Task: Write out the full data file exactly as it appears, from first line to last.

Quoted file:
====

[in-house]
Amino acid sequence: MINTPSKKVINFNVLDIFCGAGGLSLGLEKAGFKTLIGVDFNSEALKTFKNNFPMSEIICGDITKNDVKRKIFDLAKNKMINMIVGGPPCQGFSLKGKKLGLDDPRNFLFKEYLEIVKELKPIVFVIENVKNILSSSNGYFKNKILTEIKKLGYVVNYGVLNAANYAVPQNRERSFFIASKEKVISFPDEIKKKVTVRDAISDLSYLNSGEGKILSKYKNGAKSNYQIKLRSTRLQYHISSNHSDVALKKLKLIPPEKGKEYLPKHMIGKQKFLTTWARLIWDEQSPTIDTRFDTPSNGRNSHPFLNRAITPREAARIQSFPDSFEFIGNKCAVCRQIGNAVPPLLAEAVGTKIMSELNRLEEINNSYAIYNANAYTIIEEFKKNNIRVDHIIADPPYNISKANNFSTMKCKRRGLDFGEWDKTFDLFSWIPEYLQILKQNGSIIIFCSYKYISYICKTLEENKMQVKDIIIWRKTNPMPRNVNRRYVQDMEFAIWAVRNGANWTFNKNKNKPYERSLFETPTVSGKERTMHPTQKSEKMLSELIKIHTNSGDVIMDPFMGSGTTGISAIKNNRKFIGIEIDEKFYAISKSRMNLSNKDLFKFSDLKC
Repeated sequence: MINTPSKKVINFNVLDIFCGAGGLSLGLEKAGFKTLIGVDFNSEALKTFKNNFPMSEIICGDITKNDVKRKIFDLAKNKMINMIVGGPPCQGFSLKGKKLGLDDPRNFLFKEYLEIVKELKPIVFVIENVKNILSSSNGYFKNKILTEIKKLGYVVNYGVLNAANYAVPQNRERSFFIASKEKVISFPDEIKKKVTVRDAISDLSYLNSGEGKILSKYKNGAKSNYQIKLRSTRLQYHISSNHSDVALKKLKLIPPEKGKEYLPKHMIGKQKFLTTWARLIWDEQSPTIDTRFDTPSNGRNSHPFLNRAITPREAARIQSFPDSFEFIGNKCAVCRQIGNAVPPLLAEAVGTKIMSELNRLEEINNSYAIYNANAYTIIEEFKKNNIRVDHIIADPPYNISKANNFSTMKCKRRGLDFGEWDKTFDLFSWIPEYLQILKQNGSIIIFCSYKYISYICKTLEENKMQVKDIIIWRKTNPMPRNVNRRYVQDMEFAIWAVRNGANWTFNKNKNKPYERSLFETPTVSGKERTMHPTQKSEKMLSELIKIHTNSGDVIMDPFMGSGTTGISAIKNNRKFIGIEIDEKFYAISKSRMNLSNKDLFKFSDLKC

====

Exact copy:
[in-house]
Amino acid sequence: MINTPSKKVINFNVLDIFCGAGGLSLGLEKAGFKTLIGVDFNSEALKTFKNNFPMSEIICGDITKNDVKRKIFDLAKNKMINMIVGGPPCQGFSLKGKKLGLDDPRNFLFKEYLEIVKELKPIVFVIENVKNILSSSNGYFKNKILTEIKKLGYVVNYGVLNAANYAVPQNRERSFFIASKEKVISFPDEIKKKVTVRDAISDLSYLNSGEGKILSKYKNGAKSNYQIKLRSTRLQYHISSNHSDVALKKLKLIPPEKGKEYLPKHMIGKQKFLTTWARLIWDEQSPTIDTRFDTPSNGRNSHPFLNRAITPREAARIQSFPDSFEFIGNKCAVCRQIGNAVPPLLAEAVGTKIMSELNRLEEINNSYAIYNANAYTIIEEFKKNNIRVDHIIADPPYNISKANNFSTMKCKRRGLDFGEWDKTFDLFSWIPEYLQILKQNGSIIIFCSYKYISYICKTLEENKMQVKDIIIWRKTNPMPRNVNRRYVQDMEFAIWAVRNGANWTFNKNKNKPYERSLFETPTVSGKERTMHPTQKSEKMLSELIKIHTNSGDVIMDPFMGSGTTGISAIKNNRKFIGIEIDEKFYAISKSRMNLSNKDLFKFSDLKC
Repeated sequence: MINTPSKKVINFNVLDIFCGAGGLSLGLEKAGFKTLIGVDFNSEALKTFKNNFPMSEIICGDITKNDVKRKIFDLAKNKMINMIVGGPPCQGFSLKGKKLGLDDPRNFLFKEYLEIVKELKPIVFVIENVKNILSSSNGYFKNKILTEIKKLGYVVNYGVLNAANYAVPQNRERSFFIASKEKVISFPDEIKKKVTVRDAISDLSYLNSGEGKILSKYKNGAKSNYQIKLRSTRLQYHISSNHSDVALKKLKLIPPEKGKEYLPKHMIGKQKFLTTWARLIWDEQSPTIDTRFDTPSNGRNSHPFLNRAITPREAARIQSFPDSFEFIGNKCAVCRQIGNAVPPLLAEAVGTKIMSELNRLEEINNSYAIYNANAYTIIEEFKKNNIRVDHIIADPPYNISKANNFSTMKCKRRGLDFGEWDKTFDLFSWIPEYLQILKQNGSIIIFCSYKYISYICKTLEENKMQVKDIIIWRKTNPMPRNVNRRYVQDMEFAIWAVRNGANWTFNKNKNKPYERSLFETPTVSGKERTMHPTQKSEKMLSELIKIHTNSGDVIMDPFMGSGTTGISAIKNNRKFIGIEIDEKFYAISKSRMNLSNKDLFKFSDLKC